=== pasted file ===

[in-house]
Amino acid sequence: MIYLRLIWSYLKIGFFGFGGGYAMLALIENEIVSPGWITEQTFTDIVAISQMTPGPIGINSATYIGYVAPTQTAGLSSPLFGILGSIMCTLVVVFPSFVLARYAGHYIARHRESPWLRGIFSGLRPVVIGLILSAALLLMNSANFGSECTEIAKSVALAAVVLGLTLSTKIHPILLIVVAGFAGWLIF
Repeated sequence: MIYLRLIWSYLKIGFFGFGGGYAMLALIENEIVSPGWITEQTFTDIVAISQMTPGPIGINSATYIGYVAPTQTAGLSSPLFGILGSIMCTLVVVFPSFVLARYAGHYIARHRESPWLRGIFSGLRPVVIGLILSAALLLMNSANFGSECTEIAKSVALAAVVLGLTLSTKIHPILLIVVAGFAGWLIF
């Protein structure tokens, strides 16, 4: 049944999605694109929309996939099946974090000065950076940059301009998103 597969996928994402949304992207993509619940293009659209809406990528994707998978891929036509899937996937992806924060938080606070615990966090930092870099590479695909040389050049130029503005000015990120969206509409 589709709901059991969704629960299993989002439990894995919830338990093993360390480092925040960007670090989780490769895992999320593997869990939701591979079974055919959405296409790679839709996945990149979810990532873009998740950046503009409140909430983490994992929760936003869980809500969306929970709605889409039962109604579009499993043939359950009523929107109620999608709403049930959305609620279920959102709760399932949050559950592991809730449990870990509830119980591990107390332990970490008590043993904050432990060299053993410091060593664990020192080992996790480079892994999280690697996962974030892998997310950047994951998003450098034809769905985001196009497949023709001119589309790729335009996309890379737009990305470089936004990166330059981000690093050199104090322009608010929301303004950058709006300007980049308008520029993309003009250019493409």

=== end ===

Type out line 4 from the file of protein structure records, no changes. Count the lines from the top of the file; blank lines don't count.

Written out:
């Protein structure tokens, strides 16, 4: 049944999605694109929309996939099946974090000065950076940059301009998103 597969996928994402949304992207993509619940293009659209809406990528994707998978891929036509899937996937992806924060938080606070615990966090930092870099590479695909040389050049130029503005000015990120969206509409 589709709901059991969704629960299993989002439990894995919830338990093993360390480092925040960007670090989780490769895992999320593997869990939701591979079974055919959405296409790679839709996945990149979810990532873009998740950046503009409140909430983490994992929760936003869980809500969306929970709605889409039962109604579009499993043939359950009523929107109620999608709403049930959305609620279920959102709760399932949050559950592991809730449990870990509830119980591990107390332990970490008590043993904050432990060299053993410091060593664990020192080992996790480079892994999280690697996962974030892998997310950047994951998003450098034809769905985001196009497949023709001119589309790729335009996309890379737009990305470089936004990166330059981000690093050199104090322009608010929301303004950058709006300007980049308008520029993309003009250019493409």